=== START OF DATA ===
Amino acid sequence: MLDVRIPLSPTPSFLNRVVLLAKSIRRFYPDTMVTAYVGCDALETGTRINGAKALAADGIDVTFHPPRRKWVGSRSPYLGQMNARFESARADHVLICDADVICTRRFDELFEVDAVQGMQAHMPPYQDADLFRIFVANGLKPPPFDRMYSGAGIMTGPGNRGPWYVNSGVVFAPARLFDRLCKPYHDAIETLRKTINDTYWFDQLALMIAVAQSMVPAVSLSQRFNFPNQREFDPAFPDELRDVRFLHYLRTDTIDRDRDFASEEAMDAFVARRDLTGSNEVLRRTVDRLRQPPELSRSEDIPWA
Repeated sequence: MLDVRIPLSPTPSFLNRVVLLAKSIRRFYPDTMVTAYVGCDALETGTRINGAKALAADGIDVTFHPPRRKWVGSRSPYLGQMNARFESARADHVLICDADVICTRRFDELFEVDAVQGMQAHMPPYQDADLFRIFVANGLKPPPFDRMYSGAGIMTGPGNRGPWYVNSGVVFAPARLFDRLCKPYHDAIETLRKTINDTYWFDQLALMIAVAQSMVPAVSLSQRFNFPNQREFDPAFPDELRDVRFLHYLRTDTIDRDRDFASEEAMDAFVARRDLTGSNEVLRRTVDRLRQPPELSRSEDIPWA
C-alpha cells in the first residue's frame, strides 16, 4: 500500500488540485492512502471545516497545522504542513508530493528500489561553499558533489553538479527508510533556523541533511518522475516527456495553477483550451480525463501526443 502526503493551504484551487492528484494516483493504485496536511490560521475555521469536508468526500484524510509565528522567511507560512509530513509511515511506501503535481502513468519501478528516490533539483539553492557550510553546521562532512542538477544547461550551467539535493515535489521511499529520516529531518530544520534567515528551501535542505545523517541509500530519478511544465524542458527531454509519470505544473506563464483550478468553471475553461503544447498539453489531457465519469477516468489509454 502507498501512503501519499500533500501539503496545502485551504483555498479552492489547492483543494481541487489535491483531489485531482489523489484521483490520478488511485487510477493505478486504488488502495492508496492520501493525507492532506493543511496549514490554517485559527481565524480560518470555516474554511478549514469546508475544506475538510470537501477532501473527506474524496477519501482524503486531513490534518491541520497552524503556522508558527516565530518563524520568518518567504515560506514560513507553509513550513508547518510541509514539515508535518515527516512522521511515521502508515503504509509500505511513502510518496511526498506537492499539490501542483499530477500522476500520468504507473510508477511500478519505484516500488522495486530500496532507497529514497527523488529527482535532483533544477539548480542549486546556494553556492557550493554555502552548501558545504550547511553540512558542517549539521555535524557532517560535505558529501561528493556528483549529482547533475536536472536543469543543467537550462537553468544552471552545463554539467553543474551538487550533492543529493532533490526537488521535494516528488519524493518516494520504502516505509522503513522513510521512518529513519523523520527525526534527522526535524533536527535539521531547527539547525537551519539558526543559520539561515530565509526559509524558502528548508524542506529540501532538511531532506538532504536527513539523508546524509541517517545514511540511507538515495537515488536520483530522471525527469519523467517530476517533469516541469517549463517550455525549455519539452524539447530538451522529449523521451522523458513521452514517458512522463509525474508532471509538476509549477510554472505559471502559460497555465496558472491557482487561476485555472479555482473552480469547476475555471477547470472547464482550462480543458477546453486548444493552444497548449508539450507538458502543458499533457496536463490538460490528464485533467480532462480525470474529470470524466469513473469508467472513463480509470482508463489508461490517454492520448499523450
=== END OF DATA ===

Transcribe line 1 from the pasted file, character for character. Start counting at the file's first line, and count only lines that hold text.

Amino acid sequence: MLDVRIPLSPTPSFLNRVVLLAKSIRRFYPDTMVTAYVGCDALETGTRINGAKALAADGIDVTFHPPRRKWVGSRSPYLGQMNARFESARADHVLICDADVICTRRFDELFEVDAVQGMQAHMPPYQDADLFRIFVANGLKPPPFDRMYSGAGIMTGPGNRGPWYVNSGVVFAPARLFDRLCKPYHDAIETLRKTINDTYWFDQLALMIAVAQSMVPAVSLSQRFNFPNQREFDPAFPDELRDVRFLHYLRTDTIDRDRDFASEEAMDAFVARRDLTGSNEVLRRTVDRLRQPPELSRSEDIPWA